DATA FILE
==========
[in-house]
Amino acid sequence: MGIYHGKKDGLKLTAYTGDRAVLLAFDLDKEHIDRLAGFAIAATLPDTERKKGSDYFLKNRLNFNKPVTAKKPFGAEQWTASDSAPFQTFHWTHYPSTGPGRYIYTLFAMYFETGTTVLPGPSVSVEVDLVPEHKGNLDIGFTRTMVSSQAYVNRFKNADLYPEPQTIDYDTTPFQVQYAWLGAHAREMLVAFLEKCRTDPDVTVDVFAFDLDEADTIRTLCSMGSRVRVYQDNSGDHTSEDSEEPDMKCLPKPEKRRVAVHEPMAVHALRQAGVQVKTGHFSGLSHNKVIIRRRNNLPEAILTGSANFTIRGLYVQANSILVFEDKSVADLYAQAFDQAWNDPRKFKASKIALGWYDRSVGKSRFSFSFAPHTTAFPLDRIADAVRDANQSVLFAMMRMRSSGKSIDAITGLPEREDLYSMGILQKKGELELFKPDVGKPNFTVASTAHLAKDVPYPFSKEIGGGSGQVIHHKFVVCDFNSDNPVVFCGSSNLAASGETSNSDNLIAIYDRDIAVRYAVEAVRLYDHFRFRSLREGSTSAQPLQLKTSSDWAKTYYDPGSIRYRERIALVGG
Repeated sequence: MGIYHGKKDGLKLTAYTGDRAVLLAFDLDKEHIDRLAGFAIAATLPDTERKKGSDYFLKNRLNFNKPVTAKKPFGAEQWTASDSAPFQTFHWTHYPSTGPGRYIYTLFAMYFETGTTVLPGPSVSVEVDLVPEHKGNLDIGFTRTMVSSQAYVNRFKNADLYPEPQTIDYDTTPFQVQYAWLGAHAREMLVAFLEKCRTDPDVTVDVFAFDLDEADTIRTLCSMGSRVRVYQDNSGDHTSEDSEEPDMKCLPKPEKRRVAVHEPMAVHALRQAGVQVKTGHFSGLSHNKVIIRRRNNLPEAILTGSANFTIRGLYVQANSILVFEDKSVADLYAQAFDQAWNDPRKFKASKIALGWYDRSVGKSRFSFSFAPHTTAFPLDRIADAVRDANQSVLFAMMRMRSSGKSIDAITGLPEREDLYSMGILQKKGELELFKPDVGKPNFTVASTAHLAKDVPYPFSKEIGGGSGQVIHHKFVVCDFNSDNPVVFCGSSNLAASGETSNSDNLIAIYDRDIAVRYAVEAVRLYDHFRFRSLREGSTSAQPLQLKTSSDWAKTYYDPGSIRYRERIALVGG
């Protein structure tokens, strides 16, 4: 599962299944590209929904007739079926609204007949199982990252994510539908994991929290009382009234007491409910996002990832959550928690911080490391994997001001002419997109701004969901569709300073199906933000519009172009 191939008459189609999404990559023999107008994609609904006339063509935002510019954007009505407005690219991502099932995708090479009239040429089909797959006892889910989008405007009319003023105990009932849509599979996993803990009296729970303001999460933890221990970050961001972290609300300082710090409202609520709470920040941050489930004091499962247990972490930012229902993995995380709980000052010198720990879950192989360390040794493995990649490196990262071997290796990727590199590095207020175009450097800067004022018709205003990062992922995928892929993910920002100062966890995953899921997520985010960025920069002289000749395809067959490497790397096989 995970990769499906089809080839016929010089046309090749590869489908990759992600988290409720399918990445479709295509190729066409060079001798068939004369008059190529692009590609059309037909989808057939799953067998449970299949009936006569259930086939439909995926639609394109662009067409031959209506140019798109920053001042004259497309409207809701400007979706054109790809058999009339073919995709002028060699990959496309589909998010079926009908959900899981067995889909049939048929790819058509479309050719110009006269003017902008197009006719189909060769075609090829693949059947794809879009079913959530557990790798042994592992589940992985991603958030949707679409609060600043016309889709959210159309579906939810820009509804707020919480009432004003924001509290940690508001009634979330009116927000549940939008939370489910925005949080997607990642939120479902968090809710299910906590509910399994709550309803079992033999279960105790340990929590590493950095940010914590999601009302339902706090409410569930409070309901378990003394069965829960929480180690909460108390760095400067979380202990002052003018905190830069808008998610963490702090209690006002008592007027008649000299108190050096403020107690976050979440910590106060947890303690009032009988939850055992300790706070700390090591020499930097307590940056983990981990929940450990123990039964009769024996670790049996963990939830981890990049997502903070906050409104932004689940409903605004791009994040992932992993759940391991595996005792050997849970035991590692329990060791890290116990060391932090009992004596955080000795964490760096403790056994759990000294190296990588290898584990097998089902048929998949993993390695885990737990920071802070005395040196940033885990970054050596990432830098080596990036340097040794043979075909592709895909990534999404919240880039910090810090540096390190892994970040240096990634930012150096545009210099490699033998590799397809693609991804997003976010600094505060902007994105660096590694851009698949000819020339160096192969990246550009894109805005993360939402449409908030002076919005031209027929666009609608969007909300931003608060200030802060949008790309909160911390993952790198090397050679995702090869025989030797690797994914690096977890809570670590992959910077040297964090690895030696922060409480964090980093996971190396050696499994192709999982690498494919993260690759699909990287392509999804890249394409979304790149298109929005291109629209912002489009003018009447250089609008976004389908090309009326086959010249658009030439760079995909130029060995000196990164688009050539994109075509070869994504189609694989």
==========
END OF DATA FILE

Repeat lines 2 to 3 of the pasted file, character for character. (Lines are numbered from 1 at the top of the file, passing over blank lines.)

Amino acid sequence: MGIYHGKKDGLKLTAYTGDRAVLLAFDLDKEHIDRLAGFAIAATLPDTERKKGSDYFLKNRLNFNKPVTAKKPFGAEQWTASDSAPFQTFHWTHYPSTGPGRYIYTLFAMYFETGTTVLPGPSVSVEVDLVPEHKGNLDIGFTRTMVSSQAYVNRFKNADLYPEPQTIDYDTTPFQVQYAWLGAHAREMLVAFLEKCRTDPDVTVDVFAFDLDEADTIRTLCSMGSRVRVYQDNSGDHTSEDSEEPDMKCLPKPEKRRVAVHEPMAVHALRQAGVQVKTGHFSGLSHNKVIIRRRNNLPEAILTGSANFTIRGLYVQANSILVFEDKSVADLYAQAFDQAWNDPRKFKASKIALGWYDRSVGKSRFSFSFAPHTTAFPLDRIADAVRDANQSVLFAMMRMRSSGKSIDAITGLPEREDLYSMGILQKKGELELFKPDVGKPNFTVASTAHLAKDVPYPFSKEIGGGSGQVIHHKFVVCDFNSDNPVVFCGSSNLAASGETSNSDNLIAIYDRDIAVRYAVEAVRLYDHFRFRSLREGSTSAQPLQLKTSSDWAKTYYDPGSIRYRERIALVGG
Repeated sequence: MGIYHGKKDGLKLTAYTGDRAVLLAFDLDKEHIDRLAGFAIAATLPDTERKKGSDYFLKNRLNFNKPVTAKKPFGAEQWTASDSAPFQTFHWTHYPSTGPGRYIYTLFAMYFETGTTVLPGPSVSVEVDLVPEHKGNLDIGFTRTMVSSQAYVNRFKNADLYPEPQTIDYDTTPFQVQYAWLGAHAREMLVAFLEKCRTDPDVTVDVFAFDLDEADTIRTLCSMGSRVRVYQDNSGDHTSEDSEEPDMKCLPKPEKRRVAVHEPMAVHALRQAGVQVKTGHFSGLSHNKVIIRRRNNLPEAILTGSANFTIRGLYVQANSILVFEDKSVADLYAQAFDQAWNDPRKFKASKIALGWYDRSVGKSRFSFSFAPHTTAFPLDRIADAVRDANQSVLFAMMRMRSSGKSIDAITGLPEREDLYSMGILQKKGELELFKPDVGKPNFTVASTAHLAKDVPYPFSKEIGGGSGQVIHHKFVVCDFNSDNPVVFCGSSNLAASGETSNSDNLIAIYDRDIAVRYAVEAVRLYDHFRFRSLREGSTSAQPLQLKTSSDWAKTYYDPGSIRYRERIALVGG